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datatime: 2022-12-01 01:13:48 Author:eJnNAKaE

"Patience, laddie, patience-as our worthy commodore has just advocated. Time is endless. To wait, and to keep on waiting-that is to be of the East."

"Too bloody right, I don't!" Torrance growled.

"Four hours' sleep, Captain Mallory," he said quietly. "Four hours. I'm beginning to think that you can count yourself damn' lucky to have had even that much."

"Of course you didn't!" Jensen cut in briskly. "You weren't supposed to. Just wanted to find out if you were the man for the job. I'm sure you are-I was pretty sure you were before I pulled you out of Crete. But where you got the idea about leave I don't know. The sanity of the S.O.E. has often been questioned, but even we aren't given to sending a flying-boat for the sole purpose of enabling junior officers to spend a month wasting their substance among the flesh-pots of Cairo," be finished dryly.

"Thanks." Jensen looked across at the burly Australian and smiled faintly.

"As bad as that, sir. We hadn't a chance. Straight up, we really hadn't. First off, the weather was against us- the jokers in the Met. office were about as right as they usually are."

"Bloody awful, sir. A fair cow, it was, a real suicide do." He broke off abruptly, stared moodily with compressed lips through his own drifting tobacco smoke. "But we'd like to go back again," he went on. "Me and the boys here. Just once. We were talking about it on the way home." Mallory caught the deep murmur of voices in the background, a growl of agreement. 'We'd like to take with us the joker who thought this one up and shove him out at ten thousand over Navarone, without benefit of parachute."

"It is impossible, you say?" Jensen persisted. "This is terribly important."

"They gave you clear weather?"

"To total four hours' sleep in three days is not," Mallory said feelingly. "And that's all I've had. Here they come!"

"Because I don't believe in suicide. Because I don't believe in sacrificing good blokes for nothing. Because I'm not God and I can't do the impossible." There was a flat finality in Torrance's voice that carried conviction, that brooked no argument.

"To total four hours' sleep in three days is not," Mallory said feelingly. "And that's all I've had. Here they come!"

"As bad as that, sir. We hadn't a chance. Straight up, we really hadn't. First off, the weather was against us- the jokers in the Met. office were about as right as they usually are."

"Four hours' sleep, Captain Mallory," he said quietly. "Four hours. I'm beginning to think that you can count yourself damn' lucky to have had even that much."

"Of course, Captain. You don't have to ask."

"I know, I know." The commodore, nodded heavily. 'We heard. W/T reception was good. And McIlveen ditched just north of Alex?"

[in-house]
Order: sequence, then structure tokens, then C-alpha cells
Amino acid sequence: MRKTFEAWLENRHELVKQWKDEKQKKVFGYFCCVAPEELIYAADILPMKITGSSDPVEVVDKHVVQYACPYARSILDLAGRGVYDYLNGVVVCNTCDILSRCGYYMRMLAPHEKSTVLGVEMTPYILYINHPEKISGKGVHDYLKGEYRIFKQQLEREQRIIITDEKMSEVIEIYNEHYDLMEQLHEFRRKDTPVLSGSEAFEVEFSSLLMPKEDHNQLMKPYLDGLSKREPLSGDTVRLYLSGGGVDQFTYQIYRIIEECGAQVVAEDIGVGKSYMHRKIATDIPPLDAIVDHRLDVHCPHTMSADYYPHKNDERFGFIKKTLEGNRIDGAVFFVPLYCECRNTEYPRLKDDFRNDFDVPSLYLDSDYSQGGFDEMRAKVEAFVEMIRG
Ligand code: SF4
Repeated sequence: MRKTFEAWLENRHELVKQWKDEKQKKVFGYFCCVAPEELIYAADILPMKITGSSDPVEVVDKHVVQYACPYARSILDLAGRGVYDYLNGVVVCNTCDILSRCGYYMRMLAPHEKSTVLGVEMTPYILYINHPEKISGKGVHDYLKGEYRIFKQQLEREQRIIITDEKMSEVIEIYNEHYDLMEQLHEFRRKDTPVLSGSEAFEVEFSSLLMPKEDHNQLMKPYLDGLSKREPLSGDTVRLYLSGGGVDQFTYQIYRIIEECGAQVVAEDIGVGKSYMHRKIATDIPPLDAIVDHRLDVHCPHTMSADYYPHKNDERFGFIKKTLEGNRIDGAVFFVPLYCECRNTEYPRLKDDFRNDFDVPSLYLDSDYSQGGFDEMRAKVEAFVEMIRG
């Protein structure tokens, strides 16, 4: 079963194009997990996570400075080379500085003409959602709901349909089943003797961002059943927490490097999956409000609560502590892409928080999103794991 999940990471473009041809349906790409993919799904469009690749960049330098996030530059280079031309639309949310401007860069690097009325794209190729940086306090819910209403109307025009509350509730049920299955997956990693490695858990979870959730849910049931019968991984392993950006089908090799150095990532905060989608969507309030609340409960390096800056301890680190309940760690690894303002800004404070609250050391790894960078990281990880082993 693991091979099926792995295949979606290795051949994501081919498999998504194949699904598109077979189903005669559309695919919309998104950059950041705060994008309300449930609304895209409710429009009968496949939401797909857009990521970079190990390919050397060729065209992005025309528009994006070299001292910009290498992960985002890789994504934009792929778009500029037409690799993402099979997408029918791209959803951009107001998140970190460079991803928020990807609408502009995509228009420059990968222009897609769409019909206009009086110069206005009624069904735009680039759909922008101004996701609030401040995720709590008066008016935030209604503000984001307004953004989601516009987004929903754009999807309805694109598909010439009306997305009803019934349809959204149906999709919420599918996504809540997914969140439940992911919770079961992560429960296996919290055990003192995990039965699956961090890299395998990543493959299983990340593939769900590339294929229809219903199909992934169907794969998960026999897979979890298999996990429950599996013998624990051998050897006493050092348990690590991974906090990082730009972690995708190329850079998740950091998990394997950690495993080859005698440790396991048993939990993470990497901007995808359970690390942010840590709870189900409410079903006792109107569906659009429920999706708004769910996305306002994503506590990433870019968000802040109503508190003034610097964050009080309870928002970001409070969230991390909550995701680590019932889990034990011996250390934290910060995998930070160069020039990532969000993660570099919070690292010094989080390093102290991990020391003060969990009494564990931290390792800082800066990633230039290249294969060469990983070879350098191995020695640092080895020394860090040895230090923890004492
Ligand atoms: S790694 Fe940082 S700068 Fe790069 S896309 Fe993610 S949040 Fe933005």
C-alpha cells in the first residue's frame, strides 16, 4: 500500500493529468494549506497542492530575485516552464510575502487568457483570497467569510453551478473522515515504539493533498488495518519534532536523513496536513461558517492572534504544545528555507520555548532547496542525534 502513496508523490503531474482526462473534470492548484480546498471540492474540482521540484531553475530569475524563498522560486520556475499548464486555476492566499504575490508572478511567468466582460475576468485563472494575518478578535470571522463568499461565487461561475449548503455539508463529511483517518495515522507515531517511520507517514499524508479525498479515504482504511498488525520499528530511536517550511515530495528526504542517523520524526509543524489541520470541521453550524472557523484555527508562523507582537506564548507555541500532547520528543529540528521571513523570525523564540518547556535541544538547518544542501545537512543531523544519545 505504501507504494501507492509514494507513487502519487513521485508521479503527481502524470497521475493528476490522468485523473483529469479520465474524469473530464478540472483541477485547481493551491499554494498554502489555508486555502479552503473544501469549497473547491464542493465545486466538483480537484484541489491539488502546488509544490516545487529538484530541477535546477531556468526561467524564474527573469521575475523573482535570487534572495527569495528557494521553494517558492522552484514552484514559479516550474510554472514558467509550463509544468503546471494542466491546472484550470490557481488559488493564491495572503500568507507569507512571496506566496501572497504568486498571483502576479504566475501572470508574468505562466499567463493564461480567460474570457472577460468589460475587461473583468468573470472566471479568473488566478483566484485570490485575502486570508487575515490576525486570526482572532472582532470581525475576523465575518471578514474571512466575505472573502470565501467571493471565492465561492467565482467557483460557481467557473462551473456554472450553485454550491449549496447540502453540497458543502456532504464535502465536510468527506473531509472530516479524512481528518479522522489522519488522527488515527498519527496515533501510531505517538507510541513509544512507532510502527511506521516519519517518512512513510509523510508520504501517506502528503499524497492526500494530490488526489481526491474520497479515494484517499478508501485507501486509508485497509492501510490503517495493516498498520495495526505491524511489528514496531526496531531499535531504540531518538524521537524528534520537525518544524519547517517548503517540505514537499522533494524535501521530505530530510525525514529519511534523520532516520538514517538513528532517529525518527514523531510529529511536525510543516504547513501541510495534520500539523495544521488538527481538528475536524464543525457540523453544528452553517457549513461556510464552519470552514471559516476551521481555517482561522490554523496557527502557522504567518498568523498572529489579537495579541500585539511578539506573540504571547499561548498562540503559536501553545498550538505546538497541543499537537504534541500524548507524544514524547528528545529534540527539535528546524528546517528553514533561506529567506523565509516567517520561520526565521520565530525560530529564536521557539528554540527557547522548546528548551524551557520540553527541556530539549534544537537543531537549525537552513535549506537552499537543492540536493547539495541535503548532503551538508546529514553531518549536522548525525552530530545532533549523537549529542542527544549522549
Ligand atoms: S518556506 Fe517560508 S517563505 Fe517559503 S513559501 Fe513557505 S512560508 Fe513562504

"It is impossible, you say?" Jensen persisted. "This is terribly important."

"They gave you clear weather?"

"Of course, Captain. You don't have to ask."

"Thanks." Jensen looked across at the burly Australian and smiled faintly.

"To total four hours' sleep in three days is not," Mallory said feelingly. "And that's all I've had. Here they come!"

"Gentlemen, this is Squadron Leader Torrance. Squadron Leader Torrance," he added unnecessarily, "is an Australian." Mallory had the impression that the commodore rather hoped this would explain some things, Squadron Leader Torrance among them. "He led tonight's attack on Navarone. Bill, these gentlemen here-Captain Jensen of the Royal Navy, Captain Mallory of the Long Range Desert Group-have a very special interest in Navarone. How did things go to-night?"

The interrogation room, harshly lit by two powerful, unshaded lights, was uncomfortable and airless. The furniture consisted of some battered wall-maps and charts, a score or so of equally scuffed chairs and an unvarnished deal table. The commodore, flanked by Jensen and Mallory, was sitting behind this when the door opened abruptly and the first of the flying crews entered, blinking rapidly in the fierceness of the unaccustomed light They were led by a dark-haired, thick-set pilot, trailing helmet and flying-suit in his left hand. He had an Anzac bush helmet crushed on the back of his head, and the word "Australia" emblazoned in white across each khaki shoulder. Scowling, wordlessly and without permission, he sat down in front of them, produced a pack of cigaottes and rasped a match across the surface of the table. Mallory looked furtively at the commodore. The commodore just looked resigned. He even sounded resigned.

"Of course, Captain. You don't have to ask."

Navarone! So that's why I'm here to-night, Mallory thought. Navarone. He knew it well, rather, knew of it. So did everyone who had served any time at all in the Eastern Mediterranean: a grim, impregnable iron fortress off the coast of Turkey, heavily defended by-it was thought-a mixed garrison of Germans and Italians, one of the few Aegean islands on which the Allies had been unable to establish a mission, far less recapture, at some period of the war. He realised that Torrance was speaking, the slow drawl heavy with controlied anger.

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